Summer 2020 was historic in terms of fighting for racial equality, particularly for Black communities throughout the United States, and as Black History Month continues, Black students at the University of Georgia can’t help but reflect on last summer.
Being Black and celebrating Black history can mean various things based on one’s life experiences and identity. There are many Black people in America who do not identify with the label of “African American,” but they still find a reason to celebrate throughout the month of February. For UGA freshman undecided major Faith Ebikeme, this rings especially true.
“I’m not originally from here. I’m Nigerian, so I can’t say I feel connected to [African American history] because none of my family had these experiences,” Ebikeme said. “But, everytime I’m reminded of what happened in America I feel very saddened. I try my very best to do what I can [to support African American communities] and appreciate Black culture.”
In another sense, Black History Month can be impactful for Black students who aren’t used to their culture being celebrated or who often feel like the racial minority in their daily lives. Freshman fashion merchandising major Jamila Reeves-Miller identifies as African American and appreciates this recognition of Black history and culture that is absent in environments that lack diversity.
“I’ve never not connected to Black History Month, but over the last year I’ve felt more connected because I go to a predominantly white school,” Reeves-Miller said. “It just felt like it was important for me to be in connection with my identity and who I am as a Black woman.”
The Black Lives Matter movement has provided the opportunity for many Americans to confront racial issues in the country that they previously wouldn’t have acknowledged outside of Black History Month. But for many Black Americans, the attention on these issues wasn’t especially surprising or educational — it was a recognition of a reality that they’d been forced to confront for almost their entire lives.
For freshman biochemistry major Lauren Kelly, the summer’s mass protests and media coverage felt like an opportunity for the nation to better recognize the struggles of her community. Additionally, they opened a window for her to join in making a difference.
“I knew injustice was happening, but I felt like nobody else was seeing it,” Kelly said. “Before, it felt like there was nothing really I could do. But now that the media is publishing it and people are really seeing it more, I can do my part and help people in my community to stop the injustice that's happening.”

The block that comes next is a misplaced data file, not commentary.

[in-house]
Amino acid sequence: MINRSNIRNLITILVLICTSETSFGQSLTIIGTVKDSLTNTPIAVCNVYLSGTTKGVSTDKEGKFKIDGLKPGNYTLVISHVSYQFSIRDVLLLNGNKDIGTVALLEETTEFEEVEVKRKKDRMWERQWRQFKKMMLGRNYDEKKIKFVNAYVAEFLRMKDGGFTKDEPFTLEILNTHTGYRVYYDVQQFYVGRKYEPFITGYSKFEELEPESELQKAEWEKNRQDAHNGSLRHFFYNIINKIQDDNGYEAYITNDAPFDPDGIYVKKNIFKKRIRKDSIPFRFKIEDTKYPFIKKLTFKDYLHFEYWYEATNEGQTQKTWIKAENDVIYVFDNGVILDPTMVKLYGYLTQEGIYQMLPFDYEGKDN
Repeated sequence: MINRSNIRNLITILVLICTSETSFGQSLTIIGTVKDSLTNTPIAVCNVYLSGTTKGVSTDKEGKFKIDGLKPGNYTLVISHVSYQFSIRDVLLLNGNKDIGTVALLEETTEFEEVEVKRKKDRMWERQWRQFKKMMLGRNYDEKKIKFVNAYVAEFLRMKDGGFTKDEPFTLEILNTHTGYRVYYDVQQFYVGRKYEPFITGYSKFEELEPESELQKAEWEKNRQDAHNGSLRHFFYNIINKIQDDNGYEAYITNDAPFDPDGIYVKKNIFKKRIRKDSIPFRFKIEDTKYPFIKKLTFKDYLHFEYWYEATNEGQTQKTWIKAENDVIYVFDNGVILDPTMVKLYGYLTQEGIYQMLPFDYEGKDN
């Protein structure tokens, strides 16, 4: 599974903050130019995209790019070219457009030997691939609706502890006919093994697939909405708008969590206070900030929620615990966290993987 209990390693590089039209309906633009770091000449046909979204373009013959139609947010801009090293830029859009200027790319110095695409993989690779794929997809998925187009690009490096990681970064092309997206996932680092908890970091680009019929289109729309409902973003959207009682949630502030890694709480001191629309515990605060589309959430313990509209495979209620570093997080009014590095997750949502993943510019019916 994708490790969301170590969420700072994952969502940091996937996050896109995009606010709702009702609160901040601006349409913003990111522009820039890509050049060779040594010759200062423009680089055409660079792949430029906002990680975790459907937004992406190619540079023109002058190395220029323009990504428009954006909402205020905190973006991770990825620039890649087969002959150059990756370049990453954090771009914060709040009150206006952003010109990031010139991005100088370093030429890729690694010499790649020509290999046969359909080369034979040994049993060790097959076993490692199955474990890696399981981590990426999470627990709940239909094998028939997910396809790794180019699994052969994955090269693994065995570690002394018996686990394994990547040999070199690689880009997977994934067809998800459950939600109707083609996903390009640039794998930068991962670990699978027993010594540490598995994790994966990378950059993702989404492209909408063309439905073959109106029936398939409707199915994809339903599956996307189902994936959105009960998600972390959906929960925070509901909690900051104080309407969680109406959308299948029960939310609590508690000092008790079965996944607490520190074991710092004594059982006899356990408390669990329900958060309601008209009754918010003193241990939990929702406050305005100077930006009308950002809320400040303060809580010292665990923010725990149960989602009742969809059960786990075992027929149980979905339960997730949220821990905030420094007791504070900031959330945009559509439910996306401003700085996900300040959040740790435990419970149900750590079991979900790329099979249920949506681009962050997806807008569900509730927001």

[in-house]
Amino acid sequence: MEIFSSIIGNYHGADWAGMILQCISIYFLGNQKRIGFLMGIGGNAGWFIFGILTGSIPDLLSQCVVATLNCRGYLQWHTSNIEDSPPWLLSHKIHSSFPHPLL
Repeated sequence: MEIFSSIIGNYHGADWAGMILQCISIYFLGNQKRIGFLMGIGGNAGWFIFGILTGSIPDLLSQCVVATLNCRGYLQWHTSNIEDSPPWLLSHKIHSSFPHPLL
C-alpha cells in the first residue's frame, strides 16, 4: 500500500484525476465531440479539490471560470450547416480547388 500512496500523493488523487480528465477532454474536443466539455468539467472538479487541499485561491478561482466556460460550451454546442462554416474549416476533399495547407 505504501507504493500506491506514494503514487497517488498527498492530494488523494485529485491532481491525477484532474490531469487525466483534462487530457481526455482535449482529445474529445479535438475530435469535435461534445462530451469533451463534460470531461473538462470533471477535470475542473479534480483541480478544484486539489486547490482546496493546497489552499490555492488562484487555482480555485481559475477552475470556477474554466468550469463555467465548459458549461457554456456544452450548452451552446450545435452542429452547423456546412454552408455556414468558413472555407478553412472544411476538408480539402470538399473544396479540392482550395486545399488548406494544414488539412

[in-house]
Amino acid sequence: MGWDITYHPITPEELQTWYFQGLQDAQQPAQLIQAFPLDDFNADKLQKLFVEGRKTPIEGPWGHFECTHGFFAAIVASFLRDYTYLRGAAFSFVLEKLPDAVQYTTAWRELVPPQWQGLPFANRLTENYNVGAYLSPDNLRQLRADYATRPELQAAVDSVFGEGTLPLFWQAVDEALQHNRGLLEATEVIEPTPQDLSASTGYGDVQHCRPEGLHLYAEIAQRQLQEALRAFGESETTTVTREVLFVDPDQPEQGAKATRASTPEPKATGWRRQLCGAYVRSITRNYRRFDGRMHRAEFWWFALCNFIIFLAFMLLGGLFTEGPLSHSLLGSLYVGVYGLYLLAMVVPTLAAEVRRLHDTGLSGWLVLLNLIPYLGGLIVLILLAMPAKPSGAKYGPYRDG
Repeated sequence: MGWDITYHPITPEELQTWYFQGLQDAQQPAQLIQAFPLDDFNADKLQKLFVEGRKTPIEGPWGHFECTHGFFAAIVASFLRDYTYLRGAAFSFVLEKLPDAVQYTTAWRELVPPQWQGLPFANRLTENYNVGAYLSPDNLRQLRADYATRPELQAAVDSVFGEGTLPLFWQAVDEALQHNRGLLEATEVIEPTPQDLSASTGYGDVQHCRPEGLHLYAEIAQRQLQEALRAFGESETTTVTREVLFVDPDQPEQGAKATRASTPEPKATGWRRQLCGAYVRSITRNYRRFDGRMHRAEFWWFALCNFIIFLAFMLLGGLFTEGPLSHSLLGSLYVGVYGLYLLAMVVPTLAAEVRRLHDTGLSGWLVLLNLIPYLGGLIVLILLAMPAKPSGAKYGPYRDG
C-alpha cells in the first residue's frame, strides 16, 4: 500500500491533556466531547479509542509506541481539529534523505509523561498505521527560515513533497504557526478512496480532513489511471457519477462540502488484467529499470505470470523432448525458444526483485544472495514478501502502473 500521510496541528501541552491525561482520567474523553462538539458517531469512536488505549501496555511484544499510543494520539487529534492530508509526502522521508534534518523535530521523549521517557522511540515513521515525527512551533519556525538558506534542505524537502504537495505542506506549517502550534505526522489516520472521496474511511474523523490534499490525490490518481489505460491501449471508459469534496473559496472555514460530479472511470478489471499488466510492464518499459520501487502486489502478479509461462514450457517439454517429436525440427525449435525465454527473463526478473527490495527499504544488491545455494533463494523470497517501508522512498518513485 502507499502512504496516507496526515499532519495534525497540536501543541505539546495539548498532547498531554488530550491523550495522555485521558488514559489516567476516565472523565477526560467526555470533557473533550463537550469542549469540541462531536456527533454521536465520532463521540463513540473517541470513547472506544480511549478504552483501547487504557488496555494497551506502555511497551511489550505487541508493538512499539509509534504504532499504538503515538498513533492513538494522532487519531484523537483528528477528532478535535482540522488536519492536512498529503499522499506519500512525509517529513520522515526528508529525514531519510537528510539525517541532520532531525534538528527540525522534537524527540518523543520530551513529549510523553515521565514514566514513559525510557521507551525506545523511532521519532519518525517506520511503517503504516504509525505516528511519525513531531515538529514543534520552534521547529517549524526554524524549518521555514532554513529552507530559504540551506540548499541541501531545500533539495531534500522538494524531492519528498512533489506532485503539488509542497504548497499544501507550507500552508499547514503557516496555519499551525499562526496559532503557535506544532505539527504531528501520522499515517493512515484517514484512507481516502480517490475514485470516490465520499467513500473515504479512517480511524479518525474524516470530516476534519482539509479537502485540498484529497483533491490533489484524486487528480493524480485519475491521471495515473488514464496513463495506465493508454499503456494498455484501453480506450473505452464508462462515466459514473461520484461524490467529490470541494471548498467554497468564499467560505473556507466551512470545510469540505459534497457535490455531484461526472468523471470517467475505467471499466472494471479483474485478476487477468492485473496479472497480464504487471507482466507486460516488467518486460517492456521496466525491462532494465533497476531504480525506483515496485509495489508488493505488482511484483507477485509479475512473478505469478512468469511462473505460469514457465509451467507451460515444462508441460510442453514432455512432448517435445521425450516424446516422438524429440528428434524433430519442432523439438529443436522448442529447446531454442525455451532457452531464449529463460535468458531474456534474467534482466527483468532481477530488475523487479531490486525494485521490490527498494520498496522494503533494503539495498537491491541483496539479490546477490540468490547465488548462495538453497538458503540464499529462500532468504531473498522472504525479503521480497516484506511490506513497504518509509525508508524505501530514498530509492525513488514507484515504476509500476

For some, celebrating Black history in the midst of a Black historical movement has opened up the door for new perspectives and connections to the past. Over the summer, there was a lot of conversation in the media comparing the violence and riots that would ensue and other nonviolent demonstrations. Ebikeme sees this as history repeating itself.
“Martin Luther King [Jr.]’s March [on Washington] was very nice. It was a peaceful protest,” Edikeme said. “But you also have protesters like Malcolm X, with a different approach who were also effective. I feel like this summer took inspiration from that. The stories of today look very similar to the stories back then.”
Although some may see historical patterns repeat themselves today, America is a different country than it was 60 years ago. It’s not possible to solely consider past solutions when solving modern day problems, and with no immediate way to see the ultimate impact of this current movement, Black students are left to wonder: “What’s next?”
Kelly views this year’s Black History Month as an opportunity to revisit the conversation from last summer and bring a new sense of consciousness to this 28 days of celebration.
“I feel like a lot more people will appreciate the meaning behind Black History Month and not treat it as just a normal month,” Kelly said. “Maybe [people will] start protesting again or just spread even more awareness about what's happening. They can appreciate [Black history] more than they've done in the past.”
Despite having already undergone an entire civil rights movement, racism is still a major dilemma throughout the country. No one can know for sure what the lasting impacts of our modern protests will be, but reflecting on Black history shows us what is possible. As the nation takes this month to reflect on Black history, it also reflects on the history being made now.
“A lot of racism was exposed last year and I think it’s for the better,” Edikeme said. “People need to be held accountable for their actions and words. Socially, this summer made people understand privilege, responsibility and impact, but I don’t think we’re going to reach peaceful grounds for the next few years. A lot of eyes are gonna be on us [as a nation] during Black History Month.”